Mad Ones: Media Darling Crazy Joe Gallo

Tom Folsom’s new book, The Mad Ones: Crazy Joe Gallo and the Revolution at the Edge of the Underworld, takes readers back to a time when Red Hook, Brooklyn called to mind a bloody guerrilla war with the mafia, and not a new IKEA store. Because he writes about the history and cultural fabric of the city in a fresh and inventive way Folsom recently appeared on Jon Stewart’s The Daily Show. You can also find a YouTube video of Folsom discussing what the neighborhood at the junction of Columbia and Union Streets in Red Hook was like before waterfront crime and the construction of the BQE and Brooklyn-Battery Tunnel.

Joe Gallo’s short life as gangster, gunman, and racketeer of the Profaci crime family (later known as the Colombo crime family) drew much media attention. Joey and his two brothers initiated one of the bloodiest mob conflicts since the Castellammarese War of 1931. He was an inspiration for Jimmy Breslin and Mario Puzo, considered a threat by both Jimmy Hoffa and Bobby Kennedy, and was teh subject of spreads in Life magazine and Women’s Wear Daily. His gangster chic was the popularized by Harvey Keitel in Reservoir Dogs. His death would be the subject of Bob Dylan’s 1976 song &#8220Joey&#8221.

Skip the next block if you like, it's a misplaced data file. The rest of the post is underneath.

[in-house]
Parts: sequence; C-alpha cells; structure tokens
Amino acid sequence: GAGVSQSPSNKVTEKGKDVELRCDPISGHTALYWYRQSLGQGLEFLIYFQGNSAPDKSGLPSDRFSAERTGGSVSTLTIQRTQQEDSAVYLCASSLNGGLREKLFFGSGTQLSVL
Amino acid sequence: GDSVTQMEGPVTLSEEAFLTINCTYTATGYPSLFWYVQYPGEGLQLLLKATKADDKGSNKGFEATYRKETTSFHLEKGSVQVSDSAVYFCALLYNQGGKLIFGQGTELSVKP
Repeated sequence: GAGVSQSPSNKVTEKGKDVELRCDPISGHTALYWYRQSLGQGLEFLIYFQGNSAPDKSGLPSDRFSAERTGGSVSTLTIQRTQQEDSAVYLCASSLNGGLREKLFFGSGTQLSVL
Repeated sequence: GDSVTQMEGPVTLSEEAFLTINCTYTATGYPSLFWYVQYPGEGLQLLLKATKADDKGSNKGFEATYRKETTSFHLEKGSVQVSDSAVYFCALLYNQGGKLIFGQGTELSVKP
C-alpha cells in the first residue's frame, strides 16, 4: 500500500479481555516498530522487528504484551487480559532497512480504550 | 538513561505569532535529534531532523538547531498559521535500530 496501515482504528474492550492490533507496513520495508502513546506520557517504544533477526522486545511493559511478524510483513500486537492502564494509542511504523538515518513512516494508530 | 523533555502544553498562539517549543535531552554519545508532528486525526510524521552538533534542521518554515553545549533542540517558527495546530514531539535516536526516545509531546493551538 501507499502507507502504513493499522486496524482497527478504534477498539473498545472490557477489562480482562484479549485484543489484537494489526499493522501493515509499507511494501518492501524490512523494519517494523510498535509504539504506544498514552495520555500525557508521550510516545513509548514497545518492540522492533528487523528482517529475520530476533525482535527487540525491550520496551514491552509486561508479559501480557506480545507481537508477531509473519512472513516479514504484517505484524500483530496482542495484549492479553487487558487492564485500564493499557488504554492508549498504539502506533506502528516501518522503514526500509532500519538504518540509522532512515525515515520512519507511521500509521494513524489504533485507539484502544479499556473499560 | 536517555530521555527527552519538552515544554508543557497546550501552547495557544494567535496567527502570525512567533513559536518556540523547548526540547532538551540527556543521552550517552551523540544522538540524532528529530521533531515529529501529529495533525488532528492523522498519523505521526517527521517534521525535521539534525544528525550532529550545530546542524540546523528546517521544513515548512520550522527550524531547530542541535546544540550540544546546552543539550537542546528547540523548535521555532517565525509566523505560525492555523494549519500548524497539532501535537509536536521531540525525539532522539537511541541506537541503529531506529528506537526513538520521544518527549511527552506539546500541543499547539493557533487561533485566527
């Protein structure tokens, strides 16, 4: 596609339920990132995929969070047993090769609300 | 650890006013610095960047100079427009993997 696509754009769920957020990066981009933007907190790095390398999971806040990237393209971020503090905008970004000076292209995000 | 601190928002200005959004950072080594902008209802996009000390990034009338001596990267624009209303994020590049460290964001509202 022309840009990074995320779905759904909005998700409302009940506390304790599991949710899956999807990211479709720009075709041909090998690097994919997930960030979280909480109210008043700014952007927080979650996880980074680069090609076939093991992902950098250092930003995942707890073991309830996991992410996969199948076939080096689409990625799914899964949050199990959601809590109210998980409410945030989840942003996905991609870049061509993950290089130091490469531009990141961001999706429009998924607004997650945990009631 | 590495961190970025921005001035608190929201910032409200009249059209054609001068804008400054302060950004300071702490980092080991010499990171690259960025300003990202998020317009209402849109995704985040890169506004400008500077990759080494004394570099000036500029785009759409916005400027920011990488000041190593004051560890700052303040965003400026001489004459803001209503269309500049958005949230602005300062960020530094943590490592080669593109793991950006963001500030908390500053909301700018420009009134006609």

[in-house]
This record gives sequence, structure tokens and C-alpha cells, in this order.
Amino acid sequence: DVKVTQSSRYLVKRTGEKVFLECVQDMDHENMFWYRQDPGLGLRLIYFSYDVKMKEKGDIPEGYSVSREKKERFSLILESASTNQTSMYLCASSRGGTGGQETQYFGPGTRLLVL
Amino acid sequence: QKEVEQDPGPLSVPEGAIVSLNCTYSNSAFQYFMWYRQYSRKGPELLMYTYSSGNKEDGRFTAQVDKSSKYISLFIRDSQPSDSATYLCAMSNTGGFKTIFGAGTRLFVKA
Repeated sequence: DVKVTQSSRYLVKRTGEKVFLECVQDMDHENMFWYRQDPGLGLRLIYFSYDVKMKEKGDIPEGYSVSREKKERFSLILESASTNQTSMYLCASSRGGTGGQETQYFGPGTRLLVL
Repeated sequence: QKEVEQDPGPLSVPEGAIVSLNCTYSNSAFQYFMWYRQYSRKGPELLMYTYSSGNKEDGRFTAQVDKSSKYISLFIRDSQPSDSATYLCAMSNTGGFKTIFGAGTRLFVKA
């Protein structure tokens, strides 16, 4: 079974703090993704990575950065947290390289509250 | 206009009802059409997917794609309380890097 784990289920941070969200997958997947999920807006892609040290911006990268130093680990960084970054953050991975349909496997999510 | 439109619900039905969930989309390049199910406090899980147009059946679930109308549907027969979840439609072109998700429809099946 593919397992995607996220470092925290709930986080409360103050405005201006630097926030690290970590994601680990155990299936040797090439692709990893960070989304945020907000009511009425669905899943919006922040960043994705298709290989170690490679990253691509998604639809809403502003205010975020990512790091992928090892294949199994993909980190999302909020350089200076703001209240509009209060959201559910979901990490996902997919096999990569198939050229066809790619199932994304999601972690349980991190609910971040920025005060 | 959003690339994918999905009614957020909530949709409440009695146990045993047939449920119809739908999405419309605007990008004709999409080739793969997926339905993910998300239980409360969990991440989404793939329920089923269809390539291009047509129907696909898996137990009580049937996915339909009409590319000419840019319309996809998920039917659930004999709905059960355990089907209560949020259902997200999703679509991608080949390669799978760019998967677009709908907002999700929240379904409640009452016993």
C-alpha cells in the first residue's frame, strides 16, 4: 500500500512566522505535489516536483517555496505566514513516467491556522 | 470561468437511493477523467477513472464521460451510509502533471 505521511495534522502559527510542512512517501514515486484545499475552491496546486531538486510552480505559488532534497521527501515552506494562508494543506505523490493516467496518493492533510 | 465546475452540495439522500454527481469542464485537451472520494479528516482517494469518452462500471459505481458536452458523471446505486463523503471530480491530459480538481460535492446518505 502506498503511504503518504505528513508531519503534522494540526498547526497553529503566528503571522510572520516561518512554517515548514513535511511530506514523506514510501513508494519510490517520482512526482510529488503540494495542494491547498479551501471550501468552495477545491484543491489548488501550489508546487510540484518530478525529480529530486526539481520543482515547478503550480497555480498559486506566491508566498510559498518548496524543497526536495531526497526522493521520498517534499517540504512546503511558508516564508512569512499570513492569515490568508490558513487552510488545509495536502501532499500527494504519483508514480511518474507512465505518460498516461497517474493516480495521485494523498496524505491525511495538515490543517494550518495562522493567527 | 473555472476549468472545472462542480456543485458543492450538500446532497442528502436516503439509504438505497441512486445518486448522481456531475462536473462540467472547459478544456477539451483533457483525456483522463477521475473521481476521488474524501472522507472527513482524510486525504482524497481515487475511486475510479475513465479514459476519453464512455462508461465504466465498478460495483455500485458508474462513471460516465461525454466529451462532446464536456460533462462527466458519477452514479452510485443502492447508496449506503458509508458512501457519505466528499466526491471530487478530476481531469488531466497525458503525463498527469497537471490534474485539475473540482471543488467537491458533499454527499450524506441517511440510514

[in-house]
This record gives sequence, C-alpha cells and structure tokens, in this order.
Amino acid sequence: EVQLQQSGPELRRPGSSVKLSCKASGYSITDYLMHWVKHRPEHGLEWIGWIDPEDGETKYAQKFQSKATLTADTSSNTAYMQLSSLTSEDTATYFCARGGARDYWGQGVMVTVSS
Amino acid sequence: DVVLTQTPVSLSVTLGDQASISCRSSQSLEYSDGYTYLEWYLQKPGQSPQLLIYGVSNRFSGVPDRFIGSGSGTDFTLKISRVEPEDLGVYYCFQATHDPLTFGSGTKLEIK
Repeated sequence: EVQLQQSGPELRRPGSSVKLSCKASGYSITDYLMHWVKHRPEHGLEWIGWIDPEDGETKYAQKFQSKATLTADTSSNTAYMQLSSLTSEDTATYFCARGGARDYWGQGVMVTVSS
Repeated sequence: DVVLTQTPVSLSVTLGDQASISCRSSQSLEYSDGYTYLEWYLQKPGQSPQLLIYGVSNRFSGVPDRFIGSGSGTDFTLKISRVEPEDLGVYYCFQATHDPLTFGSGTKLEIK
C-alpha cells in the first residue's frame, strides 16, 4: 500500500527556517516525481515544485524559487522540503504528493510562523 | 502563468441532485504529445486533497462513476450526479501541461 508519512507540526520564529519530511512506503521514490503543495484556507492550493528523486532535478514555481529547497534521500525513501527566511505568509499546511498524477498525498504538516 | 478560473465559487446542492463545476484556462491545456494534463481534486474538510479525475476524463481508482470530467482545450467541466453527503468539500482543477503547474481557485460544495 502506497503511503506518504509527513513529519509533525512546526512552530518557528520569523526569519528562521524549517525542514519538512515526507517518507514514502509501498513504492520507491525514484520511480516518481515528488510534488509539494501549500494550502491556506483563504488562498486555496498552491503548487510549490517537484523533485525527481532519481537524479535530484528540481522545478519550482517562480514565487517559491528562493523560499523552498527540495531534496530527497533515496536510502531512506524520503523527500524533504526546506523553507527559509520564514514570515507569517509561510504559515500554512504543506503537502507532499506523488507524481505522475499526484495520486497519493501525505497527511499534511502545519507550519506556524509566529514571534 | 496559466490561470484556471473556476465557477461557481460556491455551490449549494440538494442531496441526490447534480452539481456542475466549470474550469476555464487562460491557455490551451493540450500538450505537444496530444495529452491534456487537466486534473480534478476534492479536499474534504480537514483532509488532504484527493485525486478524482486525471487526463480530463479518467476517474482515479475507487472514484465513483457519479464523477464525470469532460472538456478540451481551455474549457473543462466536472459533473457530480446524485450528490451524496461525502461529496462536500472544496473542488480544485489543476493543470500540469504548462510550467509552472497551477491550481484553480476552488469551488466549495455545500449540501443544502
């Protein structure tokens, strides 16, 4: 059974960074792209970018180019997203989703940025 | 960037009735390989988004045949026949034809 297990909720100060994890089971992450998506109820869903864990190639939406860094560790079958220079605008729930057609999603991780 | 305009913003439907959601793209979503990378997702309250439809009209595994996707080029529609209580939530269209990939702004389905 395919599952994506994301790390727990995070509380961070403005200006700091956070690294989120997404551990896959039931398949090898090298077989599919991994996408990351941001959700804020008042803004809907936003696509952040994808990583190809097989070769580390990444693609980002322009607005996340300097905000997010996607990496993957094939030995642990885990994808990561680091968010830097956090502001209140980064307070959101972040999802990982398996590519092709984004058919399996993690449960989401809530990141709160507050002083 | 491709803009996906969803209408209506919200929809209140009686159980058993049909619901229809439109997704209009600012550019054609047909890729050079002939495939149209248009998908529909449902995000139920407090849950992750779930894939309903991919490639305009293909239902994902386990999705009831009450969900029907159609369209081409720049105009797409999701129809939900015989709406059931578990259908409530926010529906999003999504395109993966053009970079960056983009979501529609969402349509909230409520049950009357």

The Mad Ones tells the story of the Gallo brothers, a trio of reckless young gangsters from Red Hook who staged a coup against the Mafia. In the book, author Tom Folsom recreates the New York City Joey Gallo and the Gallo brothers inhabited. To do this, Folsom—who went inside the FBI Witness Protection Program to research the critically acclaimed &#8220>Mr Untouchable: The Rise and Fall of the Black Godfather written with its subject Nicky Barnes, immersed himself in the strange, brutal, and sometimes poetic world of the Gallo brothers. He waded through almost 1,500 pages of unpublished FBI files, spent hours in the tabloid archives at the New York Public Library, interviewed the Federal agents and NYPD detectives who had staked out the Gallo headquarters almost a half a century ago, and culled what made sense from wiretaps of underworld conversations and leads from informants.

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